THE WHITE SLAUGHTER AT KOTYORA (ORDU)
Saltsis, I.: Chronika Kotyoron. Thessaloniki, 1955.
“On August 11, 1917, the Greeks of Pontos were leaving on Russian warships. A total of about 3,500 of the Greeks of Kotyora found refuge at Trapezounta. About an equal number were left at Ordu to the discretion of the Turkish vengeance.
“The next day, August 12, 1917, the rumors in the market place indicated that whoever was left would be exiled. This was the beginning of the plan of the local Turks, masters of Ordu and Vehip Pasha, commander of the Turkish IV Army.
“On the 4th day, the order from the prefecture about the exile was announced. The next day, the Greek community sent a telegram to the Ecumenical Patriarchate, in Constantinople, asking for intervention with the Ministry of Interior to cancel the order. Another telegram was sent to the commander of the IV Army, Vehip Pasha. All were in vain. The deadline for the beginning of the exile was only 8 days away.
“The women and poor people started selling whatever they owned, clothing, furniture, utensils, anything they could get rid of. Their prices tended toward a “plate of lentils.” And the Turks were purchasing…
“Whole stores, fabric shops, grocery stores, and small family factories, with their appliances and tools, were sold at humiliating prices, 1/10 or even 1/20 of their value. The Greek property was transferred to the Turks.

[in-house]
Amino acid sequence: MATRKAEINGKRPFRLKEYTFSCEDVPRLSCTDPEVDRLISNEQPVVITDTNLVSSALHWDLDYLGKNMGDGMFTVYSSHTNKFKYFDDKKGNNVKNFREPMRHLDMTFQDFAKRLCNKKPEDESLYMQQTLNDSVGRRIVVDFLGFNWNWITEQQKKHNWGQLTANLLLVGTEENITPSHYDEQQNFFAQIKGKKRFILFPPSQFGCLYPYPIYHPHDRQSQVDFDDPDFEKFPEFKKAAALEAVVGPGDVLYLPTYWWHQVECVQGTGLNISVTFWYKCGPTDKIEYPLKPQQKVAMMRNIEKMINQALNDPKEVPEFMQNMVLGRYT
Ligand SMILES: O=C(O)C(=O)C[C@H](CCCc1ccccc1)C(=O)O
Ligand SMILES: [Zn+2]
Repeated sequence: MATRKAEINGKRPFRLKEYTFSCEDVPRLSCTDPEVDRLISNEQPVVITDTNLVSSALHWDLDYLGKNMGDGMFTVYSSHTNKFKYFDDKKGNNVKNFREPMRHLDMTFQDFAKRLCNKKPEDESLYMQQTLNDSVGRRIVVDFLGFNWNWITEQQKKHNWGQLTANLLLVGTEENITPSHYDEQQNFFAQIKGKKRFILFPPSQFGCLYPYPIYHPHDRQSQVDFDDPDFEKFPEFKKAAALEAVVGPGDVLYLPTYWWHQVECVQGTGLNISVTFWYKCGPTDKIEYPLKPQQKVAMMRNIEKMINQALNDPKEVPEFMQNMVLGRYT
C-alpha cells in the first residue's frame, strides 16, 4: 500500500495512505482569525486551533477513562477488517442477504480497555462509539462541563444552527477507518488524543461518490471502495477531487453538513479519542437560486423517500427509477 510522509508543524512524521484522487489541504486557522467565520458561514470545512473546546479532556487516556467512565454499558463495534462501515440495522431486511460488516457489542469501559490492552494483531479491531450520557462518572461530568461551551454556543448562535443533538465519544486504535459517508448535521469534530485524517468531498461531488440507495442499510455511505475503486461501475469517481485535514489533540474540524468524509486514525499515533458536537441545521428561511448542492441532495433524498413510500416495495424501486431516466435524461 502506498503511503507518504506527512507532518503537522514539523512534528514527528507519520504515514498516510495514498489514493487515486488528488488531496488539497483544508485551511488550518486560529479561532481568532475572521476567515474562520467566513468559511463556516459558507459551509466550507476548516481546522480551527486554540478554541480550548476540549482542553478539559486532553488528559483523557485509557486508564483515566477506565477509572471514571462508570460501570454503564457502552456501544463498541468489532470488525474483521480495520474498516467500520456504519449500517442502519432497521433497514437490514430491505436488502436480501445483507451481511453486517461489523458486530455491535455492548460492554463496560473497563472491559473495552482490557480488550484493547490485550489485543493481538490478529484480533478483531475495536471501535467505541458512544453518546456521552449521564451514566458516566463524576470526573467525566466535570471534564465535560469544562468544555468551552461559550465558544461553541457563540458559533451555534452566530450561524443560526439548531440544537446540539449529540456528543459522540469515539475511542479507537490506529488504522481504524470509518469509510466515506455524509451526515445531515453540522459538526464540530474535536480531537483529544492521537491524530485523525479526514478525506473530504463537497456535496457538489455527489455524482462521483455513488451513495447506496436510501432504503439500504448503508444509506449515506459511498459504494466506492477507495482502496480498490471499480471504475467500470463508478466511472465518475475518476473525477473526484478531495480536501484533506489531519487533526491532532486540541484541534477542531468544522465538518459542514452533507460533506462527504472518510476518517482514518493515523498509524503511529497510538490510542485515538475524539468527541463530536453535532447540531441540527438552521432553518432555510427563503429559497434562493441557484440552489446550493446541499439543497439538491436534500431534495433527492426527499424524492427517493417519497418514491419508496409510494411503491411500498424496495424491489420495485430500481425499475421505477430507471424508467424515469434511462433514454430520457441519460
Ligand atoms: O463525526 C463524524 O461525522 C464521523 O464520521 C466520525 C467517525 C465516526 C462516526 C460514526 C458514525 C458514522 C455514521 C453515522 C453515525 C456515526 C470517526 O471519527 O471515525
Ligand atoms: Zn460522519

“The groups followed itineraries. Some followed the public road: Ordu, Merkez, Meseli Han, Martyros Han, Golkoy, Tarahta, Antuz, Lagoskoy, Katran, Mesudiye (Melet). The rest went via Ordu, Kapatiz, Hangeri, Tsampasi, Mesudiye. This was the shortest route.
“From Mesudiye, all the groups took the public road to Neocaesarea (Niksar): Mesudiye, Isketir, Senne, Paitarli, Perekketli, Pas Tsiflik, Neocaesarea, Erbaa, the last stop and place of exile.
“The sufferings of the people were innumerable, due to the continuous marching. On the road, nightly rest, then on the road, always on the road.
“The torture lasted 30 days for these people, carrying their mattresses and their small children. Most of them became sick from starvation and the rain. But they had to keep walking.
“Deaths were not rare during the march. The poor creatures dug temporary graves with shovels they carried with them and buried the dead, and off they went. But Erbaa was to become the burial ground of the majority of ill fated exiles. With the continuous walking, their health was tremendously weakened. The overcrowding in the town, the malnutrition and hunger in general, the incapacity to keep the principal rules of sanitation, brought typhus and dysentery. The disaster was serious. Forty per cent of the population was lost.
Copied from the book The Greek Pontians of the Black Sea by the late Constantine Hionides, M. D.